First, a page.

Also exploring inventories of Pasifika, Lisa Reihana’s artwork image – a still from her video “In Pursuit of Venus [infected]” (2015 – 2017) – represents first encounters between the European and the Polynesian as an ambivalent or vexed cultural exchange. Writing about Reihana’s work in his “Whakapapa of a Wallpaper”, Witi Ihimaera confirms that “[our purpose] was to engage with legacies of European romance and representation in the Pacific … [and] also to interrogate our own sense of self.” This piece of writing is less a “story”, though, than a globe-girdling litany or karakia, compounded of anecdote, mythology and art history – part speech, part invocation to whatever gods may be.

Ihimaera’s second contribution to the anthology, “my father dream new zealand”, is a short story exercise in ventriloquism, speaking for the marginalised Other; it is told as a child refugee’s eyewitness account of fleeing civil war in Syria to arrive eventually in New Zealand. If this vision is benign, full of promise, Gina Cole’s vision of New Zealand in her story “Black Ice” is malign, pessimistic. The tranquility of mountain scenery is deceptive, dogged by the jabbering racism of belligerent Pākehā. Her narrow-eyed antagonists are impelled by ignorance, jealousy, dread of the Other. Prejudice has become an insidious malaise, with fatal consequences for Passang, a Sherpa working as a guide at Fox Glacier.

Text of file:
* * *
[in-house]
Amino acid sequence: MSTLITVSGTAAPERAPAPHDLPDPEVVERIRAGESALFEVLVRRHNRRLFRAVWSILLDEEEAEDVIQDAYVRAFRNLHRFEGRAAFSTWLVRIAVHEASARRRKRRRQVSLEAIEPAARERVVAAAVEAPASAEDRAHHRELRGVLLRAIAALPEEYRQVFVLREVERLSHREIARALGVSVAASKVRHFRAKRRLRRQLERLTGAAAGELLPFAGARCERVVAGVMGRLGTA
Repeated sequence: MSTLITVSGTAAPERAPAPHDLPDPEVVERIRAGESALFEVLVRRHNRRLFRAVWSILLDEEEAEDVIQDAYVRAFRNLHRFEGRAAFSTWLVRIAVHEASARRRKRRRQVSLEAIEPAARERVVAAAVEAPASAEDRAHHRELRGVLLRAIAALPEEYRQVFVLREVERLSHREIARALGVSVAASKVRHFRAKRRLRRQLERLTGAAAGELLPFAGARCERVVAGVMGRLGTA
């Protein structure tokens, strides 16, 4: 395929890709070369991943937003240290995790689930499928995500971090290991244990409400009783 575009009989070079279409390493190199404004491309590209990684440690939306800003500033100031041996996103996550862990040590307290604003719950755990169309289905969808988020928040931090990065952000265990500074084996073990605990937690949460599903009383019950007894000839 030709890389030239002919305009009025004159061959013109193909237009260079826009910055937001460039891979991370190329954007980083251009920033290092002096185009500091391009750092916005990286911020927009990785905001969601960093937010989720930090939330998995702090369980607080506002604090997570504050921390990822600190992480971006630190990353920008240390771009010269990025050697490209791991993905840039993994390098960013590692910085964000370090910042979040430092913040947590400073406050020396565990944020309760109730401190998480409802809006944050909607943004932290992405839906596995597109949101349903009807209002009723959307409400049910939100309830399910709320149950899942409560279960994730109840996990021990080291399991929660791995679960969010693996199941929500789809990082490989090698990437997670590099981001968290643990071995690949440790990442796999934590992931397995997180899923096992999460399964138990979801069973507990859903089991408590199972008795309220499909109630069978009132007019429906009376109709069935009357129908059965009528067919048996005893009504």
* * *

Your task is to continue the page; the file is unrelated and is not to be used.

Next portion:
For Nic Low of Ngāi Tahu descent, depicting contemporary power relations in Australia becomes a satirical tale of dispossession turned into repossession, when a self-appointed Aboriginal Land Council of Minerals goes “digging for pay dirt” under a WWI memorial in Melbourne: “the city explodes … Rio Tinto and Fortescue come out in support of the dig and the internet is soon awash with rumours of a joint venture to open-cast mine the MCG.”

For Kanaky writer Dewé Gorodé, lyrical recollections of growing up in New Caledonia are bound up with political resistance and protest: a struggle to assert the hidden, repressed, neglected narratives about the colonial and the neo-colonial, shared by the archipelagoes of the Pacific. This is also a concern in Mary Rokonadravu’s two short stories, set in post-coup Fiji, where “vaka-Viti”, the Fijian way, is based on a complex heritage: the British legacy of hierarchical, paternalistic rule, and the indentured-labourer system which brought a huge population of economic migrants from India in the 19th century. Rokonadravu’s writing is extraordinarily lush – an intricate sensorium of colours, smells and textures, yet a style too much aware of the current global context, as the beginning of “Famished Eels” suggests:

She meets me at the airport and drives me down to Suva. It is past midnight. We pass eleven trucks overloaded with mahogany logs between Nadi and Sigatoka … She smokes at the wheel, flicking ash into the cold highway wind.